New Iberia, La.
For an illustration of how cruel the country’s latest wave of nativism has grown, look to Louisiana.
Here, a little-noticed new state law has effectively made it illegal for thousands of refugees to get married.
It all started last year. Having lost the fight over gay marriage, the state’s religious right decided that the sacred institution of wedlock was once again under attack — this time, by devious immigrants. Undocumented workers and even terrorists had newly discovered they could exploit Louisiana’s marriage laws to gain citizenship, legislators claimed, leading to a supposed epidemic of “marriage fraud.”
The response? Make it more difficult for immigrants to get married, of course.
So, as of this year, any foreign-born person wanting to get married in Louisiana must produce both an unexpired visa (even though a federal court has ruled that marriage licenses cannot be denied based on immigration status), as well as, somewhat inexplicably, a birth certificate.
No birth certificate, no marriage, no excuses.
The law has indeed placed marriage off-limits to immigrants in the country illegally, as intended. But it’s hurt plenty of legal immigrants, too. Louisiana is home to thousands of refugees, predominantly Vietnamese and Laotians who received asylum in the 1970s and 1980s after fleeing war and communism in their homelands.
Today these Louisianans often have green cards and even U.S. citizenship, but no access to their original birth documents, if such documents even exist.
The law received little attention when it went into effect in January. Which means people such as Out Xanamane often learn about it only when they get turned away at the courthouse.
Xanamane was born in a village near Savannakhet, Laos, in 1975, the year the country fell to communism. Born at home, he never received a birth certificate.
He remembers little of his early childhood, except that there were bombs and land mines everywhere. In the decade before his birth, the U.S. military dropped 2 million tons of explosives on the tiny nation, making the country one of the most heavily bombed per capita in history.
Xanamane’s family arrived in Louisiana in 1986, after spending time in refugee camps in Thailand and the Philippines. He has lived in the United States ever since and is now a U.S. permanent resident in the process of applying for citizenship.
It wasn’t until he got sick this summer that his lack of birth certificate was ever an issue.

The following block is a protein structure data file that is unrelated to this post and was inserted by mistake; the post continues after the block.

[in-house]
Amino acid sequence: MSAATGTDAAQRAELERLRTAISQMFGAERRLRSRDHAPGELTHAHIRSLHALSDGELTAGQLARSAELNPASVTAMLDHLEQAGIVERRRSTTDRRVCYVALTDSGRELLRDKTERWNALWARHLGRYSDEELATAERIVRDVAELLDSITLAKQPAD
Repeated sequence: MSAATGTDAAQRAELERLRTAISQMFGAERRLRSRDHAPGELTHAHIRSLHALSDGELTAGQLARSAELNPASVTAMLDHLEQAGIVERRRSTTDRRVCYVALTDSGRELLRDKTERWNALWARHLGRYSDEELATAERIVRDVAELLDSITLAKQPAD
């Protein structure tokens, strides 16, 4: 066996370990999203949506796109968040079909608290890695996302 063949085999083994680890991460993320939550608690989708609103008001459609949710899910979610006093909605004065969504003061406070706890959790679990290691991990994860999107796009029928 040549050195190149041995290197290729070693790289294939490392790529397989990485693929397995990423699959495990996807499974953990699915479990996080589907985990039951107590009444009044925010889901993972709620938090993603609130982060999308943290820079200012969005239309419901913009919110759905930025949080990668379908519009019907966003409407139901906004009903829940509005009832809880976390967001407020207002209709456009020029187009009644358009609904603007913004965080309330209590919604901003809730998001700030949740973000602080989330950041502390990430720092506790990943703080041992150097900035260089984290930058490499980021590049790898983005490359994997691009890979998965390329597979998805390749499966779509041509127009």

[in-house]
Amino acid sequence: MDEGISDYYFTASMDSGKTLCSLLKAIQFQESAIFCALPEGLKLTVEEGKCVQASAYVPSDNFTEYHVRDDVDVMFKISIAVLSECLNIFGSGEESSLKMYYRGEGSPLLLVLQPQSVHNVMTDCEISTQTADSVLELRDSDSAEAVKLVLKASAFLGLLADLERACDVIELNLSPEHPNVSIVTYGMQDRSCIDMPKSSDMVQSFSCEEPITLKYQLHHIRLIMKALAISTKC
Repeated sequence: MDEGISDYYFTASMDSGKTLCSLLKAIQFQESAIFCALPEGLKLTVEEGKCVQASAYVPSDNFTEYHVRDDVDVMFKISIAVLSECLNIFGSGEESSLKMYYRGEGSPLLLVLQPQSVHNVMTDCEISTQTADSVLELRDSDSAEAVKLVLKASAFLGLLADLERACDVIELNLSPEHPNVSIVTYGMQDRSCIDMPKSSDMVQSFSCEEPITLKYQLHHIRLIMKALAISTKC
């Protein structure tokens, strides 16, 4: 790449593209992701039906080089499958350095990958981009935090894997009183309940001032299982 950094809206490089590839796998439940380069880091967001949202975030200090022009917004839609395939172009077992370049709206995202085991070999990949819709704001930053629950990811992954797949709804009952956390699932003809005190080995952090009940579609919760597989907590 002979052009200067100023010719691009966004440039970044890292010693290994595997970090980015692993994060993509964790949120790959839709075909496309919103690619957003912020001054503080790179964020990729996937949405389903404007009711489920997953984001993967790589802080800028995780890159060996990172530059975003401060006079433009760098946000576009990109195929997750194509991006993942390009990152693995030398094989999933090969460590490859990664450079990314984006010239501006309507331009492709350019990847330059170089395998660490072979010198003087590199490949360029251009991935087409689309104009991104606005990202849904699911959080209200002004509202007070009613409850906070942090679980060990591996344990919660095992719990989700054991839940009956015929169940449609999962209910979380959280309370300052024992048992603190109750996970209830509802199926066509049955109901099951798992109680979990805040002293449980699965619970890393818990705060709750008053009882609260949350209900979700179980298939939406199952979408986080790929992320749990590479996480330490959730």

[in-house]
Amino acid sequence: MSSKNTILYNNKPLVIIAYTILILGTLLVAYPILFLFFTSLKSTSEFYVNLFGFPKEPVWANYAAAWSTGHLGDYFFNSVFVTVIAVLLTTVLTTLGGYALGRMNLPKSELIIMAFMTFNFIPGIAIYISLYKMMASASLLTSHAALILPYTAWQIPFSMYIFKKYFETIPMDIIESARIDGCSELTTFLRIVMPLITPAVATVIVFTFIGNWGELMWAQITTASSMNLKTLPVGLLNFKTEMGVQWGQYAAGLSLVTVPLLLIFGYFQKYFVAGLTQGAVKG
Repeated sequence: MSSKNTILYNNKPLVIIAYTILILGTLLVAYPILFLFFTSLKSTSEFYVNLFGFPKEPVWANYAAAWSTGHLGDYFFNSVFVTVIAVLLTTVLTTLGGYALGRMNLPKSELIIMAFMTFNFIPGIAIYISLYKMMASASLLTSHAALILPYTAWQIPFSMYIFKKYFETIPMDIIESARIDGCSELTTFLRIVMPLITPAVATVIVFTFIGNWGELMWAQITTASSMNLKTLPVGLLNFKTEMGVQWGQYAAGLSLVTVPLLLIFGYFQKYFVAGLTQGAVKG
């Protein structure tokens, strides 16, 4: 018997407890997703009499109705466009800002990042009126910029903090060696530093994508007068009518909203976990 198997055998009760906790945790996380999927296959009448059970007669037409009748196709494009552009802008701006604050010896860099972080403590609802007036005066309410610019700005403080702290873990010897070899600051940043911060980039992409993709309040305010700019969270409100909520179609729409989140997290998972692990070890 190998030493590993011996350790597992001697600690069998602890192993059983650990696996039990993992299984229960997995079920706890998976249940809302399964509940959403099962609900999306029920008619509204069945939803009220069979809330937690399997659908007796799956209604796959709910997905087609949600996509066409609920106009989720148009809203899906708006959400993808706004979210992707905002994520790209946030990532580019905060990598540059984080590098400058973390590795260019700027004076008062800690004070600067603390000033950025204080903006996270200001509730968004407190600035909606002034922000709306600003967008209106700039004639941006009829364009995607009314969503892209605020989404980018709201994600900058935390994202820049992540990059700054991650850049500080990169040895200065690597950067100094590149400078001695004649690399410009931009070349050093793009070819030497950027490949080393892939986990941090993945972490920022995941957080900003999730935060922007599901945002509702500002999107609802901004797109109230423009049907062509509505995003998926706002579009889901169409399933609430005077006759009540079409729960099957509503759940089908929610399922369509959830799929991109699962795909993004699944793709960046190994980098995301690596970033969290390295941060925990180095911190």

In July, he was diagnosed with liver cancer, the same illness that claimed his brother’s life two years ago. The diagnosis meant a lot of changes for his family, the most pressing of which was he really, really needed the state to recognize his marriage.
Xanamane and his significant other, U.S.-born citizen Marilyn Cheng, were married in a Buddhist temple in 1997. But like many in the local Laotian community, they never sought an official marriage license, and never felt they needed to. They have called each other “husband” and “wife” for two decades, have four children and assumed they probably had a common-law marriage at the very least.
They didn’t; Louisiana doesn’t recognize common-law marriage.
The couple discovered this when Cheng’s employer, under whose health-insurance plan Xanamane was covered for the past two years, abruptly asked for a copy of their marriage license after bills for his cancer treatments came in. Suddenly all the marriage-related legal protections they’d taken for granted — health coverage, hospital visitation rights, Social Security survivor benefits — vanished.
Within days they went to the courthouse, armed with Xanamane’s green card, refugee documents and driver’s license. Twice they were turned away.
“They told me I have to go back to Laos and get my birth certificate,” said Xanamane, who has never returned to his country of birth. “But there isn’t any birth certificate there, either.”
They contacted friends, family, lawyers, public officials, judges, other parishes in the state. No one could help.
Out of options, and with Xanamane’s access to medical care hanging in the balance, the couple opted for a last-minute destination wedding in a more enlightened state: Alabama. They packed their kids and Xanamane’s sister into the car and drove seven hours to Montgomery, a jurisdiction that happily took appointments for courthouse marriage ceremonies and accepted green cards as proof of identity.
On Aug. 8, 2016 — the 19th anniversary of their Buddhist marriage ceremony — Xanamane and Cheng were legally declared husband and wife. Then they turned around and drove seven hours home.
It’s not clear whether the champions of the Louisiana law intended to make marriage less accessible to people like Xanamane, or if they’re merely indifferent to an unintended consequence of their anti-immigrant reflexes. The organization that legislators told me lobbied for the bill, the Louisiana Family Forum, did not return my calls; the state representative who introduced the law, Valarie Hodges, declined an interview request.
All we know is that both claim to be a voice for “traditional families” — a category that, in 2016, apparently no longer includes immigrants.